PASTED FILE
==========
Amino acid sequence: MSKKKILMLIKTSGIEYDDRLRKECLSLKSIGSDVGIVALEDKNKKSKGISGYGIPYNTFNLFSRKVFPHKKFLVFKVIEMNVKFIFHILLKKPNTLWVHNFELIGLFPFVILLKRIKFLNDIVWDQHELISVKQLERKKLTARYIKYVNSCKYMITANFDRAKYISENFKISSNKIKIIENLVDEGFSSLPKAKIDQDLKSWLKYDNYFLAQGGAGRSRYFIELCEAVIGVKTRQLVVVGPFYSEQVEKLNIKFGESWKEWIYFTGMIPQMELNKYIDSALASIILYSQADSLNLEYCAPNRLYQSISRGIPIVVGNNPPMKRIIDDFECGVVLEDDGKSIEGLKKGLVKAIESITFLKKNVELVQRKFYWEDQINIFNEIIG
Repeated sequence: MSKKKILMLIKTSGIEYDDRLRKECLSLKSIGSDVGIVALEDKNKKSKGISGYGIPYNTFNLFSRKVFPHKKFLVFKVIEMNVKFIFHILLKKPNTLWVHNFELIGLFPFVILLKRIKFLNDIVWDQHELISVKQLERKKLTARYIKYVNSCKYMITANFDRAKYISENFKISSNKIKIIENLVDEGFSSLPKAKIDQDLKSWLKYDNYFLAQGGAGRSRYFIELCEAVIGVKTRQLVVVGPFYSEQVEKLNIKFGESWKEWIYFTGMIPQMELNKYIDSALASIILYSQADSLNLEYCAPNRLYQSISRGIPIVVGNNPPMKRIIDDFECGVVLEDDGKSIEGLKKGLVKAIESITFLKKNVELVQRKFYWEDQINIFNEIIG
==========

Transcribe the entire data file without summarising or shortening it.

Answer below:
Amino acid sequence: MSKKKILMLIKTSGIEYDDRLRKECLSLKSIGSDVGIVALEDKNKKSKGISGYGIPYNTFNLFSRKVFPHKKFLVFKVIEMNVKFIFHILLKKPNTLWVHNFELIGLFPFVILLKRIKFLNDIVWDQHELISVKQLERKKLTARYIKYVNSCKYMITANFDRAKYISENFKISSNKIKIIENLVDEGFSSLPKAKIDQDLKSWLKYDNYFLAQGGAGRSRYFIELCEAVIGVKTRQLVVVGPFYSEQVEKLNIKFGESWKEWIYFTGMIPQMELNKYIDSALASIILYSQADSLNLEYCAPNRLYQSISRGIPIVVGNNPPMKRIIDDFECGVVLEDDGKSIEGLKKGLVKAIESITFLKKNVELVQRKFYWEDQINIFNEIIG
Repeated sequence: MSKKKILMLIKTSGIEYDDRLRKECLSLKSIGSDVGIVALEDKNKKSKGISGYGIPYNTFNLFSRKVFPHKKFLVFKVIEMNVKFIFHILLKKPNTLWVHNFELIGLFPFVILLKRIKFLNDIVWDQHELISVKQLERKKLTARYIKYVNSCKYMITANFDRAKYISENFKISSNKIKIIENLVDEGFSSLPKAKIDQDLKSWLKYDNYFLAQGGAGRSRYFIELCEAVIGVKTRQLVVVGPFYSEQVEKLNIKFGESWKEWIYFTGMIPQMELNKYIDSALASIILYSQADSLNLEYCAPNRLYQSISRGIPIVVGNNPPMKRIIDDFECGVVLEDDGKSIEGLKKGLVKAIESITFLKKNVELVQRKFYWEDQINIFNEIIG